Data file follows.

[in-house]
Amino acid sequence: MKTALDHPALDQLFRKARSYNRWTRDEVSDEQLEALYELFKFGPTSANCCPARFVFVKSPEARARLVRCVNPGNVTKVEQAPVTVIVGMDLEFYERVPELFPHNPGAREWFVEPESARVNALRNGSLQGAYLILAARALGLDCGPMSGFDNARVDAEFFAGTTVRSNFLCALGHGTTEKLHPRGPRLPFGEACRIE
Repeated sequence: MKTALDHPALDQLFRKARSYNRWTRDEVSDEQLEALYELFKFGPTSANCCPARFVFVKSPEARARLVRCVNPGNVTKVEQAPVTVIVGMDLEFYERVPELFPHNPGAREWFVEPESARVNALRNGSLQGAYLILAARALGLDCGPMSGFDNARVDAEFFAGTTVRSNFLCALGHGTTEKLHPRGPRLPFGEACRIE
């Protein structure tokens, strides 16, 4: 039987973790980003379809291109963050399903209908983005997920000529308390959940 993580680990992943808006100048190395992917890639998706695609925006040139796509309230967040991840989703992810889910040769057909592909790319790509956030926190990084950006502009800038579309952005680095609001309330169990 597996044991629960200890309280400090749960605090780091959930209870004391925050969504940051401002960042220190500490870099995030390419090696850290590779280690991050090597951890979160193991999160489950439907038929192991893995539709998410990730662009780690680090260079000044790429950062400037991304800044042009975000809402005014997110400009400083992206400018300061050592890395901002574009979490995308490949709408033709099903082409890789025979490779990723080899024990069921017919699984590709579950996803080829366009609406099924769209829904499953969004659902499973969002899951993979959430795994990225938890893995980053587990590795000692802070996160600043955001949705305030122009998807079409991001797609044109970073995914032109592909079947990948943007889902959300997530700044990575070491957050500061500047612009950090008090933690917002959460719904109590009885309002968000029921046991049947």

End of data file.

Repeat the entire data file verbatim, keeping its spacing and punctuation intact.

[in-house]
Amino acid sequence: MKTALDHPALDQLFRKARSYNRWTRDEVSDEQLEALYELFKFGPTSANCCPARFVFVKSPEARARLVRCVNPGNVTKVEQAPVTVIVGMDLEFYERVPELFPHNPGAREWFVEPESARVNALRNGSLQGAYLILAARALGLDCGPMSGFDNARVDAEFFAGTTVRSNFLCALGHGTTEKLHPRGPRLPFGEACRIE
Repeated sequence: MKTALDHPALDQLFRKARSYNRWTRDEVSDEQLEALYELFKFGPTSANCCPARFVFVKSPEARARLVRCVNPGNVTKVEQAPVTVIVGMDLEFYERVPELFPHNPGAREWFVEPESARVNALRNGSLQGAYLILAARALGLDCGPMSGFDNARVDAEFFAGTTVRSNFLCALGHGTTEKLHPRGPRLPFGEACRIE
């Protein structure tokens, strides 16, 4: 039987973790980003379809291109963050399903209908983005997920000529308390959940 993580680990992943808006100048190395992917890639998706695609925006040139796509309230967040991840989703992810889910040769057909592909790319790509956030926190990084950006502009800038579309952005680095609001309330169990 597996044991629960200890309280400090749960605090780091959930209870004391925050969504940051401002960042220190500490870099995030390419090696850290590779280690991050090597951890979160193991999160489950439907038929192991893995539709998410990730662009780690680090260079000044790429950062400037991304800044042009975000809402005014997110400009400083992206400018300061050592890395901002574009979490995308490949709408033709099903082409890789025979490779990723080899024990069921017919699984590709579950996803080829366009609406099924769209829904499953969004659902499973969002899951993979959430795994990225938890893995980053587990590795000692802070996160600043955001949705305030122009998807079409991001797609044109970073995914032109592909079947990948943007889902959300997530700044990575070491957050500061500047612009950090008090933690917002959460719904109590009885309002968000029921046991049947």